NORTH ADAMS -- The owner of a new taxi service has come under fire by city officials for allegedly violating a number of regulations -- at least one of which he is openly flouting.

Councilor Keith Bona has accused City Cab owner Michael McMillian of operating an unlicensed vehicle, using unlicensed drivers and undercharging customers. He also said drivers were seen smoking in their cabs, which also is a violation.

Bona's accusations came during Tuesday's City Council meeting, during which he unsuccessfully argued that the council should delay a request to grant licenses for two City Cab drivers. Bona wanted to hold the licenses until the concerns could be heard before the Public Safety Committee, of which he is chairman.

"I don't think this is going to infringe on the business at this time. As you know, we've approved many taxi drivers, so it's not stopping his business," Bona said. "I think it gives us the opportunity to discuss this further and hopefully get some situations settled."

The council disagreed, and eventually voted 7-2 in favor of granting the licenses for Erik Shields and Brandon Hurst, with Councilor Joshua Moran joining Bona against the measure.

McMillian, a cab driver of more than 20 years, concedes that he is in violation of the ordinance that mandates the rates companies can charge for rides within the city.

He said the city ordinance should only dictate the maximum charge.


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Rates are currently set at $6 for a ride within a mile of the city center and $7 for a ride outside, after an increase of $2 approved by City Council earlier this year at the request of Tunnel City Taxi -- McMillian's competition.

"[Officals said] ‘You've got to charge what the other guy's charging,' but I said ‘No I don't,' " McMillian said. "You can't tell me I can't charge less. There's no way they can do this."

The rise in prices approved by council has discouraged some potential customers from taking cabs, according to McMillian, who proposed his business to the city in February and opened for business in late May.

"Most people, when I got started, said that they couldn't take cabs anymore, that they just couldn't afford it," McMillian said.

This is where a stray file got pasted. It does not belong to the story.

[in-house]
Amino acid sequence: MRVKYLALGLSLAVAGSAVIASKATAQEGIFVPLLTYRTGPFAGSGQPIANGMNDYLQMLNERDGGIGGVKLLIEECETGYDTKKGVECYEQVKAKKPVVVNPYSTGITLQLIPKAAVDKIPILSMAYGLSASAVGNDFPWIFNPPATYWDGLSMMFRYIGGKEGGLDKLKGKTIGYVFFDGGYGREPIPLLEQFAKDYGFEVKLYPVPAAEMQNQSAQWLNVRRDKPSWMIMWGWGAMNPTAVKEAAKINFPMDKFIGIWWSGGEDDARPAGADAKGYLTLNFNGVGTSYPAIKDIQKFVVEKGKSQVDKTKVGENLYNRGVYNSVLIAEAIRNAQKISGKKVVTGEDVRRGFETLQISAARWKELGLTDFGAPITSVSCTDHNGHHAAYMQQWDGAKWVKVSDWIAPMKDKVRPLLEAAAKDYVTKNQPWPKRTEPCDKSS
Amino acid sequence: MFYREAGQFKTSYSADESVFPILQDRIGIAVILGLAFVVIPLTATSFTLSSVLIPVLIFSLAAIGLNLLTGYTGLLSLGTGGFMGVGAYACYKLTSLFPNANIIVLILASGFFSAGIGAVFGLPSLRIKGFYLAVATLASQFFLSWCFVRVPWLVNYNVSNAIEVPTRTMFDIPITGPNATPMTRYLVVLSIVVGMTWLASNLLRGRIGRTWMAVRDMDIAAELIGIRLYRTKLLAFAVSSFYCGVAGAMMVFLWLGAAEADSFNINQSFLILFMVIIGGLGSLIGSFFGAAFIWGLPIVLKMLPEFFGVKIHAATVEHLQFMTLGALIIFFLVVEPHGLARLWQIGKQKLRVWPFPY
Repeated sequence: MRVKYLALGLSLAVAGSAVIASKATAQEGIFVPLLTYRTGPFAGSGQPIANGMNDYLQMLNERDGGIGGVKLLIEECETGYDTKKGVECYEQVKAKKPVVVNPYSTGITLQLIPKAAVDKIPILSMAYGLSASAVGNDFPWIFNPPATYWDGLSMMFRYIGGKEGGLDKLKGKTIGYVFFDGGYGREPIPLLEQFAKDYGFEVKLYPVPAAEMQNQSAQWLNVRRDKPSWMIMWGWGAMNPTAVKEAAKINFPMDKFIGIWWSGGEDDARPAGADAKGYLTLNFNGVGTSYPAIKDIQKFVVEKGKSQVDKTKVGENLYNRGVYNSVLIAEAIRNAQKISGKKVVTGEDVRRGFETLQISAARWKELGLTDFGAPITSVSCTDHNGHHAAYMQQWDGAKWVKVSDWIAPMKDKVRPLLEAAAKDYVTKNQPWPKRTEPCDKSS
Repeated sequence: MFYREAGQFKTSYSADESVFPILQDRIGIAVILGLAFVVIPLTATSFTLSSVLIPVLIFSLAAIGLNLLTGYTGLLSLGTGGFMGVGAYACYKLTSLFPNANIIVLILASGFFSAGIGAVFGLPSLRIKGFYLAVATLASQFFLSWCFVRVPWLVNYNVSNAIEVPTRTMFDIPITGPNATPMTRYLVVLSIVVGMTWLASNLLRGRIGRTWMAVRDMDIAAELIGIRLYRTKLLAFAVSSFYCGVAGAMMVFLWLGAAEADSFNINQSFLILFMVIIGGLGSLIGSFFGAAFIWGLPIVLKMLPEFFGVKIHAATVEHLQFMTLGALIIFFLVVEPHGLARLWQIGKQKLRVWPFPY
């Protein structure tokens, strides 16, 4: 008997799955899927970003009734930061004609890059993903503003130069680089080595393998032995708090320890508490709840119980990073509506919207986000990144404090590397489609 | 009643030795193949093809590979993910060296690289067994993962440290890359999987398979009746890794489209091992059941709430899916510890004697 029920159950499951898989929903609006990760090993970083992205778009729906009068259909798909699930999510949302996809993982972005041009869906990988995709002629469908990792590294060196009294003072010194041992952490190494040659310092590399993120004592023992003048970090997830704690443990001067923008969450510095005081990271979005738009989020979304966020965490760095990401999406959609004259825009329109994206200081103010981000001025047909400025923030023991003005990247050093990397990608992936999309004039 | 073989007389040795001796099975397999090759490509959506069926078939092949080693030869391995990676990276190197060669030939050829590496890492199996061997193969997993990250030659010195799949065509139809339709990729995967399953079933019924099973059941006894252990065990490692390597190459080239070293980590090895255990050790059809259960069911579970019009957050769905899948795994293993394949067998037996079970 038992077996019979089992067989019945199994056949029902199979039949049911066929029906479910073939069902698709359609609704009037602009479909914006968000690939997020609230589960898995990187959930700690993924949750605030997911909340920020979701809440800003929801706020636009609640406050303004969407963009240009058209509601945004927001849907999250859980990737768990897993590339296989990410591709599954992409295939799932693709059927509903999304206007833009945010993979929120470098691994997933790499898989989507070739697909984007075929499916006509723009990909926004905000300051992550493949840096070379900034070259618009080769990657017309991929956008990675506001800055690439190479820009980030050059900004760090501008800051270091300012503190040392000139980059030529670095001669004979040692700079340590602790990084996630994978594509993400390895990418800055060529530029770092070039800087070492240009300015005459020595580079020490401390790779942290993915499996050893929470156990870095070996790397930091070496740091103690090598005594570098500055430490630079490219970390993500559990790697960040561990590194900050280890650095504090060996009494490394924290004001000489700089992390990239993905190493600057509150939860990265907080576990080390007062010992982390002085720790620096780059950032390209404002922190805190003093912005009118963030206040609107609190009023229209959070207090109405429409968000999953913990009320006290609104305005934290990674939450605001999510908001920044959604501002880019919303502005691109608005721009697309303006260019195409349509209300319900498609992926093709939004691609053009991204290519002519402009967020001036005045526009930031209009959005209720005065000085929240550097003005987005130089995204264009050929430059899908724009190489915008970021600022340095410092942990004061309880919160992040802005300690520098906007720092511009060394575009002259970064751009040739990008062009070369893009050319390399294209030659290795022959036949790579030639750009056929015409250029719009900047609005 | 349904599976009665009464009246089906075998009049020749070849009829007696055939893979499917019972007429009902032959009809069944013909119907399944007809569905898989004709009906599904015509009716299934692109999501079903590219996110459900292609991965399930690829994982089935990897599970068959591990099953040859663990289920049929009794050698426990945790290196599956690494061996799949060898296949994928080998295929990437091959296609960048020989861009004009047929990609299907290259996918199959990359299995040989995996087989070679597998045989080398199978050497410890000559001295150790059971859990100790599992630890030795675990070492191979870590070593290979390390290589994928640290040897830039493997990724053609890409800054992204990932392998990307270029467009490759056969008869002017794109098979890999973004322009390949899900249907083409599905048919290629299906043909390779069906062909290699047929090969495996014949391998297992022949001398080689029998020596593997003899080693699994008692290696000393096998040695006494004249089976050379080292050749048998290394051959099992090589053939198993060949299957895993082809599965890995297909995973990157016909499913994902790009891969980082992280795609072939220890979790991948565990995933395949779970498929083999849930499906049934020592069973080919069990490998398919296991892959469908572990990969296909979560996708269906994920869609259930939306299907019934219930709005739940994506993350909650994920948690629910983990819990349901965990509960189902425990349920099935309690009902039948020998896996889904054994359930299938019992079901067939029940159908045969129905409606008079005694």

Bona said cities typically set rates to deter companies from putting each other out of business by excessively and competitively cutting costs. Although the companies are private, taxis are relied on by the public and need to be maintained, he said.

McMillian did not directly address the other allegations.

Mayor Richard Alcombright said he and police Lt. David Sacco recently met with McMillian to discuss the issues, but that they remain unresolved.

He said City Cab has begun operating a third cab without approval, and is waiting for the next Zoning Board of Appeals meeting for approval.

"While waiting for that meeting, they've put the third cab on the road," Alcombright said.

The ZBA, which meets on Monday, will address whether adding a third cab to McMillian's fleet may still constitute a "home business," Alcombright said. McMillian started the business earlier this year operating only one cab from his residence, but hopes to expand it.

"My personal opinion on it is that seems to be drifting away from a ‘home business,' " Alcombright said when reached Wednesday. "Where is that line, you know?"

The Public Safety Committee will meet Sept. 2 to discuss concerns about McMillian's business.

During Tuesday's meeting, some councilors were uncomfortable holding up the licenses, which would be delayed another at least two weeks, until the council's next meeting.

The company has never been formally cited by law enforcement, according to Alcombright.

"Why should we hold two people up from making a living because we have to deal with ordinance violations," said Councilor Wayne Wilkinson. "Maybe they were counting on feeding their family next week. ... don't think we should penalize the applicant."

Councilor Jennifer Breen took it a step further.

"I think [delaying the licenses is] a violation of the owner's rights at this point."